What does a lower Aussie dollar mean for your investments?
- Published: November 11, 2019
- Author: Herby Weber
The value of the Australian dollar has declined as interest rates have come down. This is positive for some industries and produces downward pressure on others. Here, we explore this dynamic and what it means for investors.
Benefits of a lower dollar
Exports tend to benefit as the currency drops and goods sent overseas become cheaper and more competitive. Sectors that may benefit include agriculture including wheat, wool and food, as well as resources, services including tourism and education and technology such as specialist IT solutions.
Drawbacks of a lower dollar
In contrast, imports will tend to suffer as the price of the local currency declines. In some cases, higher costs may not be passed on. Instead, they may be absorbed in a potentially already-stressed environment, causing importers’ profits to decline. Alternatively, the declining dollar may lead to price increases for certain imports, for instance petrol, notwithstanding other regular variables that lead to price fluctuations such as supply and demand dynamics.
Goods and services such as software licenses, hardware including whitegoods and computers may also suffer as the dollar drops. Travel and overseas purchases also become more expensive as the buying power of the Australian dollar is eroded.
Funding costs for banks may also increase as the value of the dollar declines, as many of their bonds are sourced from overseas and denominated in foreign currencies such as the US dollar. In the longer term, this may have an impact on margins, which may negatively impact the interest rate differential financial services sector businesses experience between deposit-taking and lending. Large corporations’ funding costs may also increase as they also issue bonds overseas.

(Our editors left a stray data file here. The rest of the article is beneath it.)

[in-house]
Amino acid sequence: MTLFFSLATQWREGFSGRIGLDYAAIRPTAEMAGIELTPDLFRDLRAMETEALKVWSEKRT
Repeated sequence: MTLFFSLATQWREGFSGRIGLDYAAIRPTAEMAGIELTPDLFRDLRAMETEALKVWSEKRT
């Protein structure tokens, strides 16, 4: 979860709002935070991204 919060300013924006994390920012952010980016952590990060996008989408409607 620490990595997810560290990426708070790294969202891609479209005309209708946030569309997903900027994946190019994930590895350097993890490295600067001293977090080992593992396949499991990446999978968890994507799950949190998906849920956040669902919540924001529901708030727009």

The investor approach
It’s also worth understanding how fund managers approach fluctuations in the currency. Some investment managers will actively hedge away their currency exposures, while others want this exposure. They also look at currency from a number of perspectives, taking into account the fact some currencies such as the US dollar and Swiss Franc are considered safe havens in times of financial turmoil and uncertainty.
Retail investors may choose currency-unhedged investments, where no exchange rate is fixed, if they wish to be exposed currency movements. They may also choose currency-hedged investments, if they wish not to be exposed to currency movements. Many international managed funds offer both options.
If investors choose to switch between hedged and unhedged versions of an investment, it’s important they understand any switching costs and tax implications from taking this step (although this won’t matter in a zero-tax environment, such as super funds in pension phase). Any shift must also fit into the investor’s strategic long-term planning.
It’s very difficult for investors to pick and profit from currency movements. So it’s a good idea to consider the long-term implications of any decisions around currencies and draw on the insights of professionals when thinking about how currency movements may affect your portfolio.
The information contained herein is of a general nature only and is not intended to be relied upon nor is it a substitute for appropriate professional advice. Whilst all care has been taken in the preparation of the material, it is not guaranteed to be accurate. Individual circumstances are different and as such require specific examination. Asparq cannot accept liability for any loss or damage of any kind arising out of the use of or reliance upon all or any part of this material. Additional information may be made available upon request.